Lotus Notes

Messaging and groupware software from IBM Lotus that was introduced in 1989 for OS/2 and later expanded to Windows, Mac, Unix, NetWare, AS/400 and S/390. Notes provides email, document sharing, workflow, group discussions and calendaring and scheduling. It also accepts plug-ins for other functions.

The heart of Notes, and what makes it different from other groupware, is its document database. Everything, including mail and group discussions, are maintained in a Notes database, which can hold data fields, text, audio and video.

Synchronized Distributed Databases
Notes provides strong replication capability, which synchronizes databases distributed in multiple locations and to mobile users. The Notes Name & Address Book provides a central directory for all resources. Many applications have been built with Notes using its macro language and LotusScript, a Visual Basic-like programming language.

Notes Server Became Domino
In 1996, the Notes client was decoupled from the Notes server, which was renamed Domino. Domino is Internet compliant and can be accessed by a Web browser, converting Notes database contents into HTML pages on the fly. The Notes client also contains a browser, which can download Web pages and maintain them as Notes documents.

The Father of Groupware
Notes is often considered the father of groupware, because it was the first to popularize a development environment around groupware functions.


The Notes Client
The Notes interface can be customized according to users' individual needs. The square blocks are the databases which are organized by the tabs. The "Workspace at" on the title bar (top left) indicates the location of the user for synchronization purposes. (Screen shot courtesy of Lotus Development Corporation.)

OneNote

A personal information manager from Microsoft for organizing information and ad hoc note taking. It is commonly used for classroom and research projects by providing the electronic equivalent of a three-ring binder that holds text, handwritten notes and other elements. Introduced in 2003, OneNote integrates with Outlook and other Microsoft Office applications. See Microsoft Office.
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References in classic literature ?
Farce notes like those which had so much astounded them the month before.
Giry took the envelope with the twenty notes inside it and made for the door.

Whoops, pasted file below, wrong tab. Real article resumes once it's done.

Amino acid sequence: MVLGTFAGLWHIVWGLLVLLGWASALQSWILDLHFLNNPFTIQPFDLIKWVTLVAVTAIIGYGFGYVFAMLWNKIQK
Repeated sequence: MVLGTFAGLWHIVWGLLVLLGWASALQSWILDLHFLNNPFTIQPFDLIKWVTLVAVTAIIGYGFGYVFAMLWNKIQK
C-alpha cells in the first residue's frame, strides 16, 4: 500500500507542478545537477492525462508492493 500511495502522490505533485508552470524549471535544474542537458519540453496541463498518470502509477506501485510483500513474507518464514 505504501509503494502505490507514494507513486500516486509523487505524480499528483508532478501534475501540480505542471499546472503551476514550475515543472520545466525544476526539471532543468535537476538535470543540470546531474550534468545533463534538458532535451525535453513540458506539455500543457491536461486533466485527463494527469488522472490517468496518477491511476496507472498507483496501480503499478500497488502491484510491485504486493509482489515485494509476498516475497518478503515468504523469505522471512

When you were saying good-bye to her at the door, while you held her hand in one hand, with the other, the left, you slipped the note into her pocket.
Note an interesting incident or two for citation in class.
When, however, we returned to Switzerland towards the end of June, and he found himself once more in the familiar and exhilarating air of the mountains, all his joyous creative powers revived, and in a note to me announcing the dispatch of some manuscript, he wrote as follows: "I have engaged a place here for three months: forsooth, I am the greatest fool to allow my courage to be sapped from me by the climate of Italy.
[To the note taker] Really, sir, if you are a detective, you need not begin protecting me against molestation by young women until I ask you.
"You cannot think I mean to hurry you," said he, in an undervoice, perceiving the amazing trepidation with which she made up the note, "you cannot think I have any such object.
Have you a memorandum of the number of that five-hundred pound note you paid away in France?"
In this letter there was a little note enclosed for Rosa.
But, as he afterwards admitted, he thought it was merely a note from some other girl, of such trifling sort as school-girls are wont to write; and moreover, he had already committed himself to the decree, which, like those of Mede and Persian, must not alter.
And haven't you a note from my uncle Moss for three hundred pounds?
At one time the count thought of giving her the Ryazan estate or of selling a forest, at another time of borrowing money on a note of hand.